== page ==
In Book V, Chapter 5, I covered creating and modifying 3D solids. This chapter takes a similar look at creating and modifying surfaces, faces, and meshes. Many commands allow you to create primitives out of surfaces rather than a 3D solid. You can also create complex 3D surfaces by starting with 2D objects and performing extruding and revolving operations to create a new surface model. Surfaces, faces, and meshes take a little more planning to create and modify than 3D solids do, but they do have advantages, depending on what you are trying to model.
AutoCAD offers a variety of commands that allow you to create primitives as surfaces, which are similar to the commands that allow you to create primitives as 3D solids. Just like the primitive 3D solids, surfaces help to form the foundation of 3D modeling in AutoCAD. Surfaces are not as easy to modify as 3D solids, but you can deform and change their shape much easier than you can a 3D solid. Most of the primitives that can be created as 3D solids can be created with surfaces through the use of the 3D command or a command designed to create a specific type of primitive object. You can also create faces and free-form meshes when creating a surface model. Table BC1-1 lists the commands that are used to create surfaces, faces, and meshes for surface models.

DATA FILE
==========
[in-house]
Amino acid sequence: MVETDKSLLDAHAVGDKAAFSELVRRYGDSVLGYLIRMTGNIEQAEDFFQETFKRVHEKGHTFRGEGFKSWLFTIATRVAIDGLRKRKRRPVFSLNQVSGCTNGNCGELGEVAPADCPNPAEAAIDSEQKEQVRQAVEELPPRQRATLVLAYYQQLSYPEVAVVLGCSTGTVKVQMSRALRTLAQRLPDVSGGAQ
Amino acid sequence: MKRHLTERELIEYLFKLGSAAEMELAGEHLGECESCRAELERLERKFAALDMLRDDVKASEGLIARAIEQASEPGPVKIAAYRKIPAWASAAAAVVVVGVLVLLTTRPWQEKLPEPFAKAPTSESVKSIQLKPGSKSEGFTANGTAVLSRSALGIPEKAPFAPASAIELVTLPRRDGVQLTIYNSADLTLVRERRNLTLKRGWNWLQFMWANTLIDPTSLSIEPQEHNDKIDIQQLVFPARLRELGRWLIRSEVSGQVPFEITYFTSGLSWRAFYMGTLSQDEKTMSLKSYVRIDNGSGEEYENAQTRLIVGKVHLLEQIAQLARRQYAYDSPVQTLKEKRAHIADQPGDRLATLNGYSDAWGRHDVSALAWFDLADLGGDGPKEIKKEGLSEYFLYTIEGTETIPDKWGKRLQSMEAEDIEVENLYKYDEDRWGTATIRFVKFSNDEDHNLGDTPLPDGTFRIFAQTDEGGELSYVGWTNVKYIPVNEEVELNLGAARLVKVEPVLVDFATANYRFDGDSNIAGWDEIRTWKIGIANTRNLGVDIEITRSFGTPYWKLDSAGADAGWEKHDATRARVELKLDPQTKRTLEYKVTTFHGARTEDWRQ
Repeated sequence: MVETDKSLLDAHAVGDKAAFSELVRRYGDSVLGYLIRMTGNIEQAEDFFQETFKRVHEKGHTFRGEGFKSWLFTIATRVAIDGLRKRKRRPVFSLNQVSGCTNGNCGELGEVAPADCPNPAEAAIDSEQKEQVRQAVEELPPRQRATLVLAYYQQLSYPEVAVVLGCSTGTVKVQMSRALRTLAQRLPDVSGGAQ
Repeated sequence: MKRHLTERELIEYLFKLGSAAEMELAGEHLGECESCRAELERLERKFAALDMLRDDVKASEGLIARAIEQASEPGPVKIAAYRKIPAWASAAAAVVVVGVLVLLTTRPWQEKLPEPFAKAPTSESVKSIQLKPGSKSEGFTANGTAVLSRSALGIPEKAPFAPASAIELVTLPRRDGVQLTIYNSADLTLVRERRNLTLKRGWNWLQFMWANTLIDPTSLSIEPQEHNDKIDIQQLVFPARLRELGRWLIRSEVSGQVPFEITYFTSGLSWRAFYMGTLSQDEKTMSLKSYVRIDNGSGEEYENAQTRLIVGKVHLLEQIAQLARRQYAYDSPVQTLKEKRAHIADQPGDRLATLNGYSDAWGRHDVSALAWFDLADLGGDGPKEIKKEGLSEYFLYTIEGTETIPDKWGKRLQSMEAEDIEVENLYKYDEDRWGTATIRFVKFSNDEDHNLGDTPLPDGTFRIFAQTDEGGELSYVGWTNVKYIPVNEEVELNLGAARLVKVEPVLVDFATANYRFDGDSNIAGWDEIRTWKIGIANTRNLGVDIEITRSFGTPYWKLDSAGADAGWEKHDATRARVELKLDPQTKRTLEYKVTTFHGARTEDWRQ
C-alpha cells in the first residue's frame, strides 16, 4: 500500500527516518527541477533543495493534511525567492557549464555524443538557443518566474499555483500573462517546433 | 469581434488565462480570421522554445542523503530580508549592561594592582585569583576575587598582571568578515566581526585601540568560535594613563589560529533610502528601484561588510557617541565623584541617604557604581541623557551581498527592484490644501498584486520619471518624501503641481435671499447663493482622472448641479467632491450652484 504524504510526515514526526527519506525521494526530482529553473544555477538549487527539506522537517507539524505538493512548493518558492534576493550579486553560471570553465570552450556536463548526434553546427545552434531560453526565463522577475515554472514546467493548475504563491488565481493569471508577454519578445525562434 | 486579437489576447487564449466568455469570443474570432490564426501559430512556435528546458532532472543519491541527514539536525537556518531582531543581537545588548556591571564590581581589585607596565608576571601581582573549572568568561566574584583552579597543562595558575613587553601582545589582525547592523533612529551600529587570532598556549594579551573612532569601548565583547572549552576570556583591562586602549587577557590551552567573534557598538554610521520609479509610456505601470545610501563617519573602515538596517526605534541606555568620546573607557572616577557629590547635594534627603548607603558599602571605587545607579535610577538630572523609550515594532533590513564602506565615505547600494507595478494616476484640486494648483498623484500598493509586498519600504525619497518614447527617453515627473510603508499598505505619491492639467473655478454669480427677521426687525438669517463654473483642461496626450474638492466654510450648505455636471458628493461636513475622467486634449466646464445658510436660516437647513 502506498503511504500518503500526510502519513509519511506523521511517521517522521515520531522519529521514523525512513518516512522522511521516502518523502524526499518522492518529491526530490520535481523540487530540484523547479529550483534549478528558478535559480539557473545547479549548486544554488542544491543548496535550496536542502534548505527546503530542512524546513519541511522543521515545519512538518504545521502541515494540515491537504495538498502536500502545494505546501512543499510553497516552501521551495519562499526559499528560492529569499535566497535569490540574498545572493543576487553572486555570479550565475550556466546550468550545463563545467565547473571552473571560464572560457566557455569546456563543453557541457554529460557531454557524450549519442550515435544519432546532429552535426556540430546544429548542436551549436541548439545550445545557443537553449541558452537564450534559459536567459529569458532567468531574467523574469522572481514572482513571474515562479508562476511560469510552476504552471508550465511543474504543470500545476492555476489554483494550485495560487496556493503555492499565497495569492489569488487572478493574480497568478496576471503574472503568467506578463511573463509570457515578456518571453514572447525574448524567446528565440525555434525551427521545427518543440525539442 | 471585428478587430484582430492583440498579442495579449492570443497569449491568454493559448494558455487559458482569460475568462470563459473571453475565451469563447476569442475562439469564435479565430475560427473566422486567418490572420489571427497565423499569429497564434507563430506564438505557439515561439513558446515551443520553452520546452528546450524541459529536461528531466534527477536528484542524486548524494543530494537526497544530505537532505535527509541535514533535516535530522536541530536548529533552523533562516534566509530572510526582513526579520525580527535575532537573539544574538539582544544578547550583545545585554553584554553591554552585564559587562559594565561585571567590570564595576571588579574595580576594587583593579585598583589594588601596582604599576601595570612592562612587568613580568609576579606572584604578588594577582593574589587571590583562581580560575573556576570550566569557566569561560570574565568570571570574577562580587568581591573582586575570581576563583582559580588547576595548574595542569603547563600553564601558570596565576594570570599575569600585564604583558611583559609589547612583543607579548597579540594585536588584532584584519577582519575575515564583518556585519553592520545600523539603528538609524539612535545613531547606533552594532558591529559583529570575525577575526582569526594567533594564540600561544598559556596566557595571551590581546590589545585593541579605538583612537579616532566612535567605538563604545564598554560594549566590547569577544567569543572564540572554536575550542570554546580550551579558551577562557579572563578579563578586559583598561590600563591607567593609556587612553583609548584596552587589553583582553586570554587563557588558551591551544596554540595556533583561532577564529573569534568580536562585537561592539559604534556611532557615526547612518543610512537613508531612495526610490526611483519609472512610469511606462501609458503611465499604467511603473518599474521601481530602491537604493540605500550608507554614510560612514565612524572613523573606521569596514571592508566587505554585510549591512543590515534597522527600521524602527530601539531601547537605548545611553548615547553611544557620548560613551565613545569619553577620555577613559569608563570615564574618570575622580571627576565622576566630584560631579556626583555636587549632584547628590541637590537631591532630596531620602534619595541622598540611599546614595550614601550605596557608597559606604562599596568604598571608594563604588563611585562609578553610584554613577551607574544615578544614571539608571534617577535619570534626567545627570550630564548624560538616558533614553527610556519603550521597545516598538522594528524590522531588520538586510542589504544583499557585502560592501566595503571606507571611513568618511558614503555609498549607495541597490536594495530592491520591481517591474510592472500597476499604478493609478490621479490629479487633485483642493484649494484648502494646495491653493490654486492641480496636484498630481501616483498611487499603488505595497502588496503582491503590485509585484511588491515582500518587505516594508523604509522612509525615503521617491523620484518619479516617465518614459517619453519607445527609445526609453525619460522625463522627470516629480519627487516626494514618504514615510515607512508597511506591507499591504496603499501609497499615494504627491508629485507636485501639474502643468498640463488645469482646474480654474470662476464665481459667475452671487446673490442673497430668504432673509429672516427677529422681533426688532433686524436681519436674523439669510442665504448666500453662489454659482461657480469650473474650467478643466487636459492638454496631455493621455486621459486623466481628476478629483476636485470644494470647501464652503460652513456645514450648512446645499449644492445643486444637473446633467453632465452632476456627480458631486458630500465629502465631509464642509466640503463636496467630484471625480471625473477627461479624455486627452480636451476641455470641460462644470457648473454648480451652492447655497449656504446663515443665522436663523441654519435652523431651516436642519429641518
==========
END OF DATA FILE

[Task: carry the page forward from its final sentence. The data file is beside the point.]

Table 1.1. AutoCAD's Surface Modeling Commands
Command Name (Alias)